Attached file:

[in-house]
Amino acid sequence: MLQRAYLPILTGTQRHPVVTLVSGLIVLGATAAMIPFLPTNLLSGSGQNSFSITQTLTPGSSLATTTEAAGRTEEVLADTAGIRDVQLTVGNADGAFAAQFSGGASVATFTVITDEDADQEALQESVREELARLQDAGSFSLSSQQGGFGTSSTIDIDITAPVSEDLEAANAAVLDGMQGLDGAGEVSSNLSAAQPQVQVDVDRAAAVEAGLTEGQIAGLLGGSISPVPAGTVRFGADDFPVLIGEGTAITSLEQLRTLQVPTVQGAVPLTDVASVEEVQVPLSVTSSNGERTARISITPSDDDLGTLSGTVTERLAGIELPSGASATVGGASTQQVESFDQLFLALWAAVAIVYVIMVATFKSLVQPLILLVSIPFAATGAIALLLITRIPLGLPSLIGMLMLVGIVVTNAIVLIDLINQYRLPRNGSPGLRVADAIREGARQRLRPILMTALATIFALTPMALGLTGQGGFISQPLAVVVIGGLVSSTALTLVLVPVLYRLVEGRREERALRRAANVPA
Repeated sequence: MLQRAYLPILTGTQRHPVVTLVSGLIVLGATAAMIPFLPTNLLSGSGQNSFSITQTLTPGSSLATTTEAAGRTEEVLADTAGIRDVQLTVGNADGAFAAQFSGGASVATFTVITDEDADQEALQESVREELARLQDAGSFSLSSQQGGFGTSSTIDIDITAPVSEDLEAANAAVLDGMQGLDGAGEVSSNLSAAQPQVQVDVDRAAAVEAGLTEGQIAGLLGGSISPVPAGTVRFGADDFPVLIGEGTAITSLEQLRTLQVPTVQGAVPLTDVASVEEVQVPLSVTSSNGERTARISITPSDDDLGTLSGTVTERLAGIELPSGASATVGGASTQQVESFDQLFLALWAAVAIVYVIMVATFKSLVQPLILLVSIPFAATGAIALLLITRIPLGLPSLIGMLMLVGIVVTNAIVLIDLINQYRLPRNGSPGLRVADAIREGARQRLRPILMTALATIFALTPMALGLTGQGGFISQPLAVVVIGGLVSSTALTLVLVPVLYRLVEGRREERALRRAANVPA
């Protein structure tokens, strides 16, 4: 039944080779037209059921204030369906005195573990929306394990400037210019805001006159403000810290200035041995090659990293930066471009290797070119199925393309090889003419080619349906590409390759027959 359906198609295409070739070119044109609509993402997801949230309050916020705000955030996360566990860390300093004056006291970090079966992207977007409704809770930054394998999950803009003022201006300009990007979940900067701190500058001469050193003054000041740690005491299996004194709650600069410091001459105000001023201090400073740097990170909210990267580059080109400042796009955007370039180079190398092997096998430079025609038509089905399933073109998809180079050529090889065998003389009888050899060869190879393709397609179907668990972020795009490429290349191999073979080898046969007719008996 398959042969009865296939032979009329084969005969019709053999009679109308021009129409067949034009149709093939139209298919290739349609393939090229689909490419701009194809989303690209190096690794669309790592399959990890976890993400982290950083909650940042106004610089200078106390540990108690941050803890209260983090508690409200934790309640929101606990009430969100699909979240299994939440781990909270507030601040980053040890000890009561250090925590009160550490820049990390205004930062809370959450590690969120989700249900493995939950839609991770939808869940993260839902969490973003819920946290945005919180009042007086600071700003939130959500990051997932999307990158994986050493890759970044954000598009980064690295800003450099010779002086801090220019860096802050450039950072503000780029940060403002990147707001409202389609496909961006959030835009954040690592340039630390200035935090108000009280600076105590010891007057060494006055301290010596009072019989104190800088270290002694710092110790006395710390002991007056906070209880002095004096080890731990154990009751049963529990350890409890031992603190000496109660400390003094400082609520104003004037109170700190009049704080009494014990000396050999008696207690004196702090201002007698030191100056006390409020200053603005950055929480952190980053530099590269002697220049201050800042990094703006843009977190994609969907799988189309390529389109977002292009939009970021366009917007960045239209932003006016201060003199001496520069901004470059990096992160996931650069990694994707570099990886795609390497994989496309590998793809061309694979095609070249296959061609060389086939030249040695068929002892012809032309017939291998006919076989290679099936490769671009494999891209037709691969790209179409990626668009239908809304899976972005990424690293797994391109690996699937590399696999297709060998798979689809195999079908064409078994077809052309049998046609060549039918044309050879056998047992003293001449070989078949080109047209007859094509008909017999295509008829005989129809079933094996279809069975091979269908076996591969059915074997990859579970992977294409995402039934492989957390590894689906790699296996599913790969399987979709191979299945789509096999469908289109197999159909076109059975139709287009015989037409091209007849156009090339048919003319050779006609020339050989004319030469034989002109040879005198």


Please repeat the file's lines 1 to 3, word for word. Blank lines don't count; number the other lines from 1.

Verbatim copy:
[in-house]
Amino acid sequence: MLQRAYLPILTGTQRHPVVTLVSGLIVLGATAAMIPFLPTNLLSGSGQNSFSITQTLTPGSSLATTTEAAGRTEEVLADTAGIRDVQLTVGNADGAFAAQFSGGASVATFTVITDEDADQEALQESVREELARLQDAGSFSLSSQQGGFGTSSTIDIDITAPVSEDLEAANAAVLDGMQGLDGAGEVSSNLSAAQPQVQVDVDRAAAVEAGLTEGQIAGLLGGSISPVPAGTVRFGADDFPVLIGEGTAITSLEQLRTLQVPTVQGAVPLTDVASVEEVQVPLSVTSSNGERTARISITPSDDDLGTLSGTVTERLAGIELPSGASATVGGASTQQVESFDQLFLALWAAVAIVYVIMVATFKSLVQPLILLVSIPFAATGAIALLLITRIPLGLPSLIGMLMLVGIVVTNAIVLIDLINQYRLPRNGSPGLRVADAIREGARQRLRPILMTALATIFALTPMALGLTGQGGFISQPLAVVVIGGLVSSTALTLVLVPVLYRLVEGRREERALRRAANVPA
Repeated sequence: MLQRAYLPILTGTQRHPVVTLVSGLIVLGATAAMIPFLPTNLLSGSGQNSFSITQTLTPGSSLATTTEAAGRTEEVLADTAGIRDVQLTVGNADGAFAAQFSGGASVATFTVITDEDADQEALQESVREELARLQDAGSFSLSSQQGGFGTSSTIDIDITAPVSEDLEAANAAVLDGMQGLDGAGEVSSNLSAAQPQVQVDVDRAAAVEAGLTEGQIAGLLGGSISPVPAGTVRFGADDFPVLIGEGTAITSLEQLRTLQVPTVQGAVPLTDVASVEEVQVPLSVTSSNGERTARISITPSDDDLGTLSGTVTERLAGIELPSGASATVGGASTQQVESFDQLFLALWAAVAIVYVIMVATFKSLVQPLILLVSIPFAATGAIALLLITRIPLGLPSLIGMLMLVGIVVTNAIVLIDLINQYRLPRNGSPGLRVADAIREGARQRLRPILMTALATIFALTPMALGLTGQGGFISQPLAVVVIGGLVSSTALTLVLVPVLYRLVEGRREERALRRAANVPA